9. Wonderful post Honie, I love that phrase Earthkind…
    I do the Japanese method of composting, ( dang, the name’s gone out of my head) using a couple of buckets and a fermenting agent. The liquid is wonderful, and the rest makes marvellous compost…

    1. Honie Briggs says:

      Thanks Valerie. I’ve used diluted fish emulsion some. Stinky, but effective.

  10. artsifrtsy says:

    Your Texas techniques sound very much like those my brother is using as he attempts to garden in the Nevada desert. Clay soil, compost, mulch – He has used the square foot method for years. I always think I will grow a garden and then I realize that in a decade I’ve only managed to grow bamboo on my place successfully. That line about not knowing a plant until you have killed it three times – I have killed three wisteria vines, no one in the nursery here believes that was possible, but I am an overachiever. The description of Texas as a giant hair dryer is spot on – best description ever.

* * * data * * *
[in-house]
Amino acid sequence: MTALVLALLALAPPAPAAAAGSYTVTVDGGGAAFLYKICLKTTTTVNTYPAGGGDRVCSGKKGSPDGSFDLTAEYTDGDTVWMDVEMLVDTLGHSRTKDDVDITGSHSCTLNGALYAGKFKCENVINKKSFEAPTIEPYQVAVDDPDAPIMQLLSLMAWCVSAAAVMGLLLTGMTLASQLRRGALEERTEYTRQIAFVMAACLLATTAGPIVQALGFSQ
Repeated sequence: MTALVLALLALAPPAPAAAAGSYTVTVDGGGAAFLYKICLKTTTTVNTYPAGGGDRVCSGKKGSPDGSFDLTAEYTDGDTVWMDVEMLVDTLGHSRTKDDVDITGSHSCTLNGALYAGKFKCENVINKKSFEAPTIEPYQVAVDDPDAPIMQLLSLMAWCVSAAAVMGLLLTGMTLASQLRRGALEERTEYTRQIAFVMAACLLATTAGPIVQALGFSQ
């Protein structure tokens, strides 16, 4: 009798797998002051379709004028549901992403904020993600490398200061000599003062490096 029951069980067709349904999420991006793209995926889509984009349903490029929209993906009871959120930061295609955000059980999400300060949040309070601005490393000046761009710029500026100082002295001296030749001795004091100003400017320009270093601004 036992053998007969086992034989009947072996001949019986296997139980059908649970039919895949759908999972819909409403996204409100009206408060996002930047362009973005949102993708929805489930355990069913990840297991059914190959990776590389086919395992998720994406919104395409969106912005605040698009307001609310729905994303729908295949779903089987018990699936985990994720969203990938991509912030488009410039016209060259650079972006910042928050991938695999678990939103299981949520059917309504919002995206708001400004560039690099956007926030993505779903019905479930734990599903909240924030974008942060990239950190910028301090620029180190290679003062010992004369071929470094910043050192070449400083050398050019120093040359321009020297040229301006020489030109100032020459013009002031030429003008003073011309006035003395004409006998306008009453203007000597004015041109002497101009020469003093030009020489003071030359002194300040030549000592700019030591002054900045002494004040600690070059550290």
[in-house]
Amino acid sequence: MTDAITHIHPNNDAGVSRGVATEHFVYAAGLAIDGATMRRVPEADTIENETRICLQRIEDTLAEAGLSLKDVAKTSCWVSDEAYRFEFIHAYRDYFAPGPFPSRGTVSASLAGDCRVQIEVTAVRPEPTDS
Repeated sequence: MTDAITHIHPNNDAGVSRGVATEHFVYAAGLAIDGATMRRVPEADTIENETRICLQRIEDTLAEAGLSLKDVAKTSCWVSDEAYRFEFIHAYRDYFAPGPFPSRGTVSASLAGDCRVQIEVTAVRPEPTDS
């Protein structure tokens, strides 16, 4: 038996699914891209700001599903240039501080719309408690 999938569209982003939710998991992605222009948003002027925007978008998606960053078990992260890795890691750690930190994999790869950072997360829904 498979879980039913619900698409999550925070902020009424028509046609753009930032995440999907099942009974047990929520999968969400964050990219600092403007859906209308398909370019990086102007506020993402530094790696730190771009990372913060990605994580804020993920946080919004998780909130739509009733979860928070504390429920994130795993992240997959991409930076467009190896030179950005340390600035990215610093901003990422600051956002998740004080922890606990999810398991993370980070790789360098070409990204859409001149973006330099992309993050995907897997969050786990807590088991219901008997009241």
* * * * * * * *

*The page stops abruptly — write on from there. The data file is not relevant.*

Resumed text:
1. Honie Briggs says:

      Raised beds are the way to go when growing vegetables for sure. The community garden has them, and they are perfect for gardeners who don’t want to do battle with native soils. Wisteria killer eh? That takes some skill. Too much water?

      1. artsifrtsy says:

        He has been using raised beds and building new soil with compost for some time now – there is a university orchard there that mulches all the tree trimmers waste and composts it – you can pick up a truckload as often as you like for almost nothing.

        The wisteria is a puzzle. I had a sandstone patio and pergola put in a few years ago and nothing will grow near it – so the pergola is bare, I wonder if the cement did something to the soil. I have tried wisteria, hyssop, passion vines – nothing grows except the bluegrass around it.

        1. Honie Briggs says:

          It’s great when municipalities make mulch available like that. Even if you have to pay a small fee. Although, I know someone who got a free truck load of mulch from the power company once after storm debris removal that was full of termites….so….
          Puzzle indeed, since wisteria is supposedly impossible to kill. You could do a soil test yourself with a kit from a garden center to see what’s going on or just let the bluegrass do its thing.

          1. artsifrtsy says:

            Well, when I built this pergola I had visions of it being covered with vines – currently it’s covered with bird feeders – so I guess the grass will do.

            1. Honie Briggs says: